(RxWiki News) Some find it preferable to run on natural grass to avoid getting injured. Others think it's better to step on artificial turf.
And though artificial playing surfaces have changed over the years, it still cannot be determined whether one is better than another in preventing injuries, according to a recently published study.
Researchers emphasized that to keep injuries from occurring, shoes should be specific to the athlete's skill level and the surface being played on.
"Wear the right shoe for the right surface."
Mark Drakos, MD, an orthopedic surgeon at the Hospital for Special Surgery in New York, led a study into how synthetic playing surfaces have evolved and how often injuries on the field have occurred.
The researchers specifically investigated how the interaction between shoes and playing surfaces affected injury rates.
Artificial playing surfaces were created to be more durable than natural grass no matter how often it's used or what kind of weather it endures.
The first generation of artificial playing surfaces were created using nylon in the 1960s. The length of the fibers ranged between 10 and 12 millimeters on average.
The second generation of playing surfaces was created in the 1970s out of polyethylene with 20 to 25 millimeter fibers. The turf was often filled with sand.
The current generation of playing surfaces, which began in the 1990s, is made from proprietary monofilaments that are textured and coated. Rubber and sand fill the inside of these surfaces.
This newer generation behaves more like grass and soil, according to the researchers. The features of each playing surface affect how much energy the athlete takes in at impact.
Older studies have suggested that artificial playing surfaces have led to more injuries, but the researchers found that injuries are often caused by how shoes interact with the playing surface.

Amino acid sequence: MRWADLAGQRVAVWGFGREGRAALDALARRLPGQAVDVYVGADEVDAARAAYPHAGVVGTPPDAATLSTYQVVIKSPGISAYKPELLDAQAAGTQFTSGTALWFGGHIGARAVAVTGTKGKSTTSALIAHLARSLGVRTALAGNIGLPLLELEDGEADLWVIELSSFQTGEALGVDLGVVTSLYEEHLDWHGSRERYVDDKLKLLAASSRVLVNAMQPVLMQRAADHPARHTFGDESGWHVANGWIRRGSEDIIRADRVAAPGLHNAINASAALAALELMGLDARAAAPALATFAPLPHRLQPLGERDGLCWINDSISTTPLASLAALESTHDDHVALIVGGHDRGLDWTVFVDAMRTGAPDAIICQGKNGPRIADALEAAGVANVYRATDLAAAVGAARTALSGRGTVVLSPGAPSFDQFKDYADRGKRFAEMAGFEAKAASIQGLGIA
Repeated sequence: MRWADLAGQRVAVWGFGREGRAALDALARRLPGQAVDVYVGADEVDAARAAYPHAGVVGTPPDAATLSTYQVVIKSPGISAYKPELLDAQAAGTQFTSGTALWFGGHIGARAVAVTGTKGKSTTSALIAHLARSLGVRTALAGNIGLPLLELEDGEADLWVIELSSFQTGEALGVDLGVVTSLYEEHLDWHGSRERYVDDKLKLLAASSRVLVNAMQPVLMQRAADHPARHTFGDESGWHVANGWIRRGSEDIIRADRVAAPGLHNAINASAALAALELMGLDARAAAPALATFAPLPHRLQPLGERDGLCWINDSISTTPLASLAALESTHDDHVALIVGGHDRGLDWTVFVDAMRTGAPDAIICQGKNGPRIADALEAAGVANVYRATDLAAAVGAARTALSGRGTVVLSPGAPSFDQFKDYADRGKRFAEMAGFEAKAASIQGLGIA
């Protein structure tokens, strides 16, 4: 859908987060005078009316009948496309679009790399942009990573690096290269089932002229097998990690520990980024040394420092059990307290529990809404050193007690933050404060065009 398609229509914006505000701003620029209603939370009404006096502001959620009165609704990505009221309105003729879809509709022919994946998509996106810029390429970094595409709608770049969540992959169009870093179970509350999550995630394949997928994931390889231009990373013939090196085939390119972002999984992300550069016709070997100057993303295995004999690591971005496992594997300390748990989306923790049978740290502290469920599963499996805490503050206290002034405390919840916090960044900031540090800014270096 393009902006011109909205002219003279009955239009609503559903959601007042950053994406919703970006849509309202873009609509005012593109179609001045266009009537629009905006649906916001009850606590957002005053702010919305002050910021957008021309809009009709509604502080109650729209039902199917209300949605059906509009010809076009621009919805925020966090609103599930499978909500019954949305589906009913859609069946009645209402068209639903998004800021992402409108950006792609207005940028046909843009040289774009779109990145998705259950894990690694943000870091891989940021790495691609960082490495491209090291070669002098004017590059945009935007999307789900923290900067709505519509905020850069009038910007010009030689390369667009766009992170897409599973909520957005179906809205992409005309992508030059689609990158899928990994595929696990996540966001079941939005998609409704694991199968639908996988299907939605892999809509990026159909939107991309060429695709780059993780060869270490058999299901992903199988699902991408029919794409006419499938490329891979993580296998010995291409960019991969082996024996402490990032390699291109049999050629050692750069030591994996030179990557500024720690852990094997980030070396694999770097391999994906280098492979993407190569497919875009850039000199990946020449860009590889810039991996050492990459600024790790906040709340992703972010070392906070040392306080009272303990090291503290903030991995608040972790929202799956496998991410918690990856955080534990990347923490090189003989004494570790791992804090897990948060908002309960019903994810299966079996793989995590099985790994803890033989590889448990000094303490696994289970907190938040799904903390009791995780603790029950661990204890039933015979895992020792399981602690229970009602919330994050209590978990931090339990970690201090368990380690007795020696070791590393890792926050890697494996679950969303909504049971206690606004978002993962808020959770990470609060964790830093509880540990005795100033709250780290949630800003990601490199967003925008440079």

With the first generation playing surface, bruises and ankle sprains were common. Common injuries during the second and third generations included anterior cruciate ligament (ACL) and medial collateral ligament (MCL) tears, concussions, sprained ankles and turf toe, or a sprain of the big toe.
"Although previous research suggested that rates of injury are higher on artificial turf than on natural grass, these results must be substantiated based on currently available artificial turf surfaces," the researchers wrote in their report.
"Current data from the NFL suggest that elite athletes may sustain injuries at increased rates even on the newer surfaces; however, these findings have been debated in players below the elite level," they wrote.
The risks that different shoes have on injury cannot be determined yet since weather, shoe wear and field wear have not been taken into account.
When shopping for tennis shoes, the price of the shoe is affected by the quality, rather than the surface the shoes are to be used on, according to Jack Newman, a High Performance coach, CEO of Austin Tennis Academy, and dailyRx Contributing Expert.
Shoes can range in price between $50 to $150. In addition, high performance tennis shoes for all surfaces are more expensive than "normal" tennis shoes for the recreational player, Newman said.
"You can buy tennis shoes to kick around in and you can buy tennis shoes that are built for the stresses of high performance," Newman said.
Other factors that need to be considered include the athletes' body weight, angle of the foot and height before contact, speed, acceleration and deceleration.
In addition, most types of shoes have a peak torque in terms of foot movement and the force of that movement.
The material of the sole and the cleat's pattern and shape can affect the torque. Shoes with smaller cleats have the lowest pressure on the foot, which in turn minimizes the chance of causing foot fractures, according to the researchers.
Torque and strain may be greater on artificial surfaces versus natural grass.
“Optimal shoe-playing surface conditions may be level and sport-specific,” Dr. Drakos in a press release. “The shoe-playing surface interface is a modifiable risk factor for injury, and further research is needed to improve playing conditions for athletes of all levels.”
The study was published in the May issue of the Journal of the American Academy of Orthopaedic Surgeons. The authors did not declare any conflicts of interest.